CDMX Tracks y fotos


Total distance: 21.64 mi
Max elevation: 7543 ft
Total climbing: 1639 ft
Total time: 03:20:13
Download file: positions 2019-01-07 19_50_11 iPhone5,1 FFFFFFFF9BC501D2864343A1AB5D43612FF94822.gpx
Total distance: 15.66 mi
Max elevation: 7901 ft
Total climbing: 435 ft
Total time: 02:17:33
Download file: positions 2019-01-08 21_46_47 iPhone5,1 FFFFFFFF9BC501D2864343A1AB5D43612FF94822.gpx

Total distance: 2.24 mi
Max elevation: 7367 ft
Total climbing: 105 ft
Total time: 01:37:00
Download file: positions 2019-01-10 21_43_31 iPhone5,1 FFFFFFFF9BC501D2864343A1AB5D43612FF94822.gpx

Zen and the Art of Motorcycle Camping

Camping is basically pretending to be poor for a couple nights, so it shouldn’t be expensive.  That being said, there are entire brick and mortar stores filled with expensive, space-age camping shit you probably don’t need.  Seemingly, one way to justify the fact that a customer just bought a new camping stove from REI that uses expensive proprietary fuel pellets for $87, or spent $375 on a tent with carbon fiber poles is to blog about it on the internet.

I’m going to do the opposite.  I’m a cheap bastard.  I like camping.  I like to go camping with a motorcycle loaded with gear.  I pack all my cooking stuff in a handy tote.  Let me show you at how I do it.

1) Cheap aluminum cook set – I got mine for less than $5.  It has a plastic cup, frying pan, plate and a tiny pot.  These can take a beating, just bend them back into some sort of shape and you’re good to go!

2) Silverware – Plastic disposable utensils suck.  Camping specific utensils equally suck.  Go to any thrift store and pick up cheap silverware.  If you need to use a butter knife as a flathead screwdriver and fuck it up, the item was only $0.50, no big deal.  I would like to add that a sharp paring knife is essential.  I dropped some serious coin on mine, $12.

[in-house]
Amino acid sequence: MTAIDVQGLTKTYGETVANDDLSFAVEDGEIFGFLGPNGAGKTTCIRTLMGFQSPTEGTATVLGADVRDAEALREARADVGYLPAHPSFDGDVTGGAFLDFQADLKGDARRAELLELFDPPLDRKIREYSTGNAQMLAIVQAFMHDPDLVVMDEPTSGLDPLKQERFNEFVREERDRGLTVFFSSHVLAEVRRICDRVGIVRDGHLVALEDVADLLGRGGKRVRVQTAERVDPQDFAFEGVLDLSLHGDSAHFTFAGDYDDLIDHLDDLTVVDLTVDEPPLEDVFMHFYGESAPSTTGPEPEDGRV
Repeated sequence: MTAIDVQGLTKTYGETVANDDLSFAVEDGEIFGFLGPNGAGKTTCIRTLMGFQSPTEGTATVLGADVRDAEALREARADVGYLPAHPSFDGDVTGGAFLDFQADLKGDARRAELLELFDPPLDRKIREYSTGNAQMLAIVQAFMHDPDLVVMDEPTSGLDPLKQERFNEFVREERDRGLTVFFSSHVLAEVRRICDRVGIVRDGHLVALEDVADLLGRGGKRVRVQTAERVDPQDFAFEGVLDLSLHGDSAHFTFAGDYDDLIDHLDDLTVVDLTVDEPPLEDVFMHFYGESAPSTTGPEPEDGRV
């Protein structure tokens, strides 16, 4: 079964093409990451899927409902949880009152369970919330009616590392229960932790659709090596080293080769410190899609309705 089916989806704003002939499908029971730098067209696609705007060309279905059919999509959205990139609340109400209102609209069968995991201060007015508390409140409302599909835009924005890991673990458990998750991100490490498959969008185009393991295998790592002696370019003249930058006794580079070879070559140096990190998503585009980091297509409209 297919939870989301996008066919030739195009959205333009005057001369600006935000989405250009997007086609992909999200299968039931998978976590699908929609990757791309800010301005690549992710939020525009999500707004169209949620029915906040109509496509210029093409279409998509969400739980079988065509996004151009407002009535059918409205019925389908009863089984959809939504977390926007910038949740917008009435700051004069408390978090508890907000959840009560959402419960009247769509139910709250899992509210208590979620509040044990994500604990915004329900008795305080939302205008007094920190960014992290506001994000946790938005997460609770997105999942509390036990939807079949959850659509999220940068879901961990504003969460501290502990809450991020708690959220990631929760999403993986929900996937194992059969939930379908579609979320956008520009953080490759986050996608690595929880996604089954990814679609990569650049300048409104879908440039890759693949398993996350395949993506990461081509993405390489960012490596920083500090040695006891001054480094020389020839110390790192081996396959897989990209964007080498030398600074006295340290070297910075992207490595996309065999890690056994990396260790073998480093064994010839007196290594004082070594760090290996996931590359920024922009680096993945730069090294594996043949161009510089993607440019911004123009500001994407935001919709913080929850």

3) Single burner stove – I picked mine up for under $20 and it came with a can of propane/ butane fuel.  These work pretty good and you can get fuel for them pretty much anywhere that sells camping stuff in North America.

4) Hot Sauce/ spices – You can get small bottles of sauce for a buck at the grocery store.  Having a variety is extremely important.  Don’t skimp on this one!  Salt and Pepper you can steal from a restaurant (or buy for $1) and small containers of spices are cheap.

5) Olive Oil – This stuff really needs no introduction.  Better than Vegetable Oil; higher smoke point.

Not pictured is a can opener – This is essential!



I have a problem.  A pizza problem; I absolutely love everything about pizza. So, what better way to enjoy pizza than to build one DIY style?  With his particular concoction, you don’t need to let the dough rise so you can eat pizza faster.  Let’s start with the basic dough recipe.  In a medium to large mixing bowl add the following and mix very well.  The dough should be slightly sticky and dry.  This should result in 3 12″ thin crust pies.

3 cups flour
1 (.25 ounce) package active dry yeast
2 tablespoons olive oil
1 teaspoon sea salt
1 tablespoon white sugar
1 1/4 cup warm water (110 degrees F)

Let’s get into the sauce.  While this is still extremely experimental for me at the moment, so I will show you what I’ve been using recently. If I was in your kitchen I would probably add quite a bit more into the sauce depending on what is in your spice rack.  All of this can be mixed right into the can of tomato sauce; stir well.

1 can tomato sauce
1 tablespoon oregeno
1 teaspoon sugar
1 heavy squirt of Sriracha hot sauce
1 teaspoon garlic salt

Roll out the dough using a generous amount of flower to keeps things from staying sticky.  Top the pizza with a generous amount of sauce and fresh graded mozzarella cheese.  Vegetables that have a lot of water should be cut thin, salted to extract water then dried to keep the crust crispy.  Use a bit of olive oil around the crust to enhance flavor.  Bake on a pizza stone or baking sheet for 20-25 minutes at 375 degrees F.